Thank you for joining the Association for the Prevention of Torture (APT) and the New Tactics online community for an online conversation on Monitoring Prisons to Prevent Abuse from April 15 to 19.
Prisoners are vulnerable because they are deprived of their liberty and find themselves in a situation of unbalance vis-à-vis the detaining authorities. Monitoring prisons and police detention facilities is one of the most effective ways of preventing torture and ill-treatment and making the authorities accountable. More and more actors are present in places of detention with the aim of preventing torture and other ill-treatment, but challenges remain numerous.
Among these challenges, three specific issues have been selected and assigned to days during the conversation week:
- Monday to Tuesday: How to mitigate the risks of sanctions/reprisals following monitoring visits?
- Wednesday to Thursday: Women in detention: how to ensure that the United Nations Rules for the Treatment of Women Prisoners and Non-custodial Measures for Women Offenders (the “Bangkok Rules”) are implemented in practice?
- Friday: How to ensure that the variety of monitoring bodies (universal, regional and national) and the overall preventive system is efficient?
This online conversation was an opportunity to learn from these prison and detention monitoring organizations and explore the challenges, experiences and opportunities for this work.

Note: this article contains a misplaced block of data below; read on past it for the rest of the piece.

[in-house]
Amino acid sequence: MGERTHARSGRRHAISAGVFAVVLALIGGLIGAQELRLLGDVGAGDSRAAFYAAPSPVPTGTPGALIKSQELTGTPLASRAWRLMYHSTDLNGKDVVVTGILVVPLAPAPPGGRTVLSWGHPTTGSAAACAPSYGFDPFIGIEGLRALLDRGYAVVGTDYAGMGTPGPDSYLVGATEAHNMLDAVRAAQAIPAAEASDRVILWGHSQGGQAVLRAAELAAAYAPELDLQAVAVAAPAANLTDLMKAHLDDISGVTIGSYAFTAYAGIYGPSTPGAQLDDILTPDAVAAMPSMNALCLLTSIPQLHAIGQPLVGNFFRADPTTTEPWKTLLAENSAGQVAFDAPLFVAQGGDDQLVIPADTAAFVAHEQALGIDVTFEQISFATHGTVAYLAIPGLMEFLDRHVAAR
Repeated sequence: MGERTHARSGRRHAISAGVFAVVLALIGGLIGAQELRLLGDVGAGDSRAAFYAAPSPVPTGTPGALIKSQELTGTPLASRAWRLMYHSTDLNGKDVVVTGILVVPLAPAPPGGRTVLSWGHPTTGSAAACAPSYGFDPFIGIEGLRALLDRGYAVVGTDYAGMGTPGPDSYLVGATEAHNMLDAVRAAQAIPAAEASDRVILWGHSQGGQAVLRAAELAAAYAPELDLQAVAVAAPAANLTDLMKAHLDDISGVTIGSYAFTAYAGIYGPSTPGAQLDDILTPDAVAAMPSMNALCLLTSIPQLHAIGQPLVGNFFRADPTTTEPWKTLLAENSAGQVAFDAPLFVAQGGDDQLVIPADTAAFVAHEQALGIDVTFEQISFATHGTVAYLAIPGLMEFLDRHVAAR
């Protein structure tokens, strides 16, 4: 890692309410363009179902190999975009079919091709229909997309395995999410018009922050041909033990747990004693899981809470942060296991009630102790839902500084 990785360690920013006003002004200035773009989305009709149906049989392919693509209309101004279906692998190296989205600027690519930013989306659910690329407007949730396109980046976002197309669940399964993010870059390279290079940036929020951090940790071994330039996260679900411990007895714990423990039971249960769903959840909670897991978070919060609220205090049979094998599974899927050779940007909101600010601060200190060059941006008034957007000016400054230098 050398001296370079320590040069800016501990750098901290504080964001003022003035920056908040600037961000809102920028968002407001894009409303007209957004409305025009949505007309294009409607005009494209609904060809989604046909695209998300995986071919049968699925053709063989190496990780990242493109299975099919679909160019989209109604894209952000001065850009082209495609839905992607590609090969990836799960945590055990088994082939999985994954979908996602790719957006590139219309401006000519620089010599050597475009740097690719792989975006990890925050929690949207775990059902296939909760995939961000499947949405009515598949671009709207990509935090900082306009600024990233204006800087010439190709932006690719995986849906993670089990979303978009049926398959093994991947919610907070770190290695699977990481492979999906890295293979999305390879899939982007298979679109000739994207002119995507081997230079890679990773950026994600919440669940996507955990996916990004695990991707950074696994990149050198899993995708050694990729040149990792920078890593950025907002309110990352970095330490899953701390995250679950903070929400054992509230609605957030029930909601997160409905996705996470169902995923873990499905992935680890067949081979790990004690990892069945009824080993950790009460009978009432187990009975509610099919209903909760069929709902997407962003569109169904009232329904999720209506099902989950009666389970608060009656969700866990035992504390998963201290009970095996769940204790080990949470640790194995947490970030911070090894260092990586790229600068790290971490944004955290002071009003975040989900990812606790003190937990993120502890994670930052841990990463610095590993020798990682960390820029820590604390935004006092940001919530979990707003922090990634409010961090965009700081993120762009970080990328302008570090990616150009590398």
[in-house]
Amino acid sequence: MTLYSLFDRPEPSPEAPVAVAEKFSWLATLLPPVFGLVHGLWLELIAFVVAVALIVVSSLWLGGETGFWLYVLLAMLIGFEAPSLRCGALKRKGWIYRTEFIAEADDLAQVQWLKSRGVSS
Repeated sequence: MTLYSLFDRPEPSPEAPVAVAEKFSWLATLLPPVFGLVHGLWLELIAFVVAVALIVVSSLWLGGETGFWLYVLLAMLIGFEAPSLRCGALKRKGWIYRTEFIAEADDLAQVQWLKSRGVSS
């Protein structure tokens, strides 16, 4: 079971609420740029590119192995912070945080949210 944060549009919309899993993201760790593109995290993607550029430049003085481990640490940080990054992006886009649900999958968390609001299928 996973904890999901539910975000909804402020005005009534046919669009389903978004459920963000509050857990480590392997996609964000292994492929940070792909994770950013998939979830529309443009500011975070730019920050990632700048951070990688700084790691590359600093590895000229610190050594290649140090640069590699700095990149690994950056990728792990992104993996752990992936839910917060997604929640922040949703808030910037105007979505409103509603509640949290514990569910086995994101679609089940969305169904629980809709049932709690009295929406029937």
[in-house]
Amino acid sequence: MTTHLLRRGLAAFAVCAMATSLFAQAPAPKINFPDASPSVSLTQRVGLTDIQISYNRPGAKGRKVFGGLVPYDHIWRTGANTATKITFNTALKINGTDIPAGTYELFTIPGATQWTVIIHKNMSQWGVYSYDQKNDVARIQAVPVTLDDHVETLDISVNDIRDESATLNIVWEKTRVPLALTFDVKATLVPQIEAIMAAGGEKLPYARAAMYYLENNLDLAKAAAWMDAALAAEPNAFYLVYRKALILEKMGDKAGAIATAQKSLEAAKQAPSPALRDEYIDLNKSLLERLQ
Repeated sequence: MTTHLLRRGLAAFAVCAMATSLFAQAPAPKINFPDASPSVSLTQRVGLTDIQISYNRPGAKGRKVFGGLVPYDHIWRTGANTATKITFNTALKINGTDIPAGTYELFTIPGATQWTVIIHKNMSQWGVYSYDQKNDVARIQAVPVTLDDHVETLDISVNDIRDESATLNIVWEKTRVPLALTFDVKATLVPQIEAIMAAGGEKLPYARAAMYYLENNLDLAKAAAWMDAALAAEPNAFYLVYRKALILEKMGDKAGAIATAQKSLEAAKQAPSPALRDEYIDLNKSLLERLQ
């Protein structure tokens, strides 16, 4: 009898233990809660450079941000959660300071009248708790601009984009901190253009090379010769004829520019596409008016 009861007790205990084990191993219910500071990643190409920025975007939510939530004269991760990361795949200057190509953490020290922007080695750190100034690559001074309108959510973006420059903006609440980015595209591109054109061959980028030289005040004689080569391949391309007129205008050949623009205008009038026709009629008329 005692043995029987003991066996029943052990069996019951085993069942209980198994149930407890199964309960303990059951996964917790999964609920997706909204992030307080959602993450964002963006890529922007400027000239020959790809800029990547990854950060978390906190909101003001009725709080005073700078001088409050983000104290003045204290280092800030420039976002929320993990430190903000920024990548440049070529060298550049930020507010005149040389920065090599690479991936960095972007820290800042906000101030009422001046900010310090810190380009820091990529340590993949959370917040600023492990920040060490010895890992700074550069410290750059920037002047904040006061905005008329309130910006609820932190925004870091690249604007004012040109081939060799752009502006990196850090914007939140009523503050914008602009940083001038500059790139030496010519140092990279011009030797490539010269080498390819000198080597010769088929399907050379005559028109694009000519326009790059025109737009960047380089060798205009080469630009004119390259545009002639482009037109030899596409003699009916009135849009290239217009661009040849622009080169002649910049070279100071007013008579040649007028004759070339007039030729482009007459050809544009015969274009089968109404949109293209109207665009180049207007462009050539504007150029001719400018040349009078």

Summary of Conversation
Tactic examples shared in conversation
- Mitigating risk of sanctions/reprisals: DIGNITY builds a “spider web of institutional relations” with national, regional, and international bodies to increase leverage over prison systems.
- Mitigating risk of sanctions/reprisals: Liberian monitoring activists arranged for volunteers to act as family members of those imprisoned to privately gather information about conditions and treatment of inmates. The organization published results anonymously and outside the scope of state sovereignty in order to ensure the protection of those involved.
- Protecting women in detention: Penal Reform International aims to “research typical characteristics” of incarcerated females to develop understanding and relevant, effective strategies to support women in prison systems.
- Preventing abuse: The Human Rights Ombudsman of the Republic of Slovenia & Slovenian National Preventive Mechanism sends out questionnaires to social care institutions 30 days before making a monitoring visit. Such questionnaires force officials to evaluate their institutions’ living conditions and treatment of inmates, which causes them to make positive adjustments accordingly in anticipation of the monitors.
How do you mitigate the risks of sanctions/reprisals?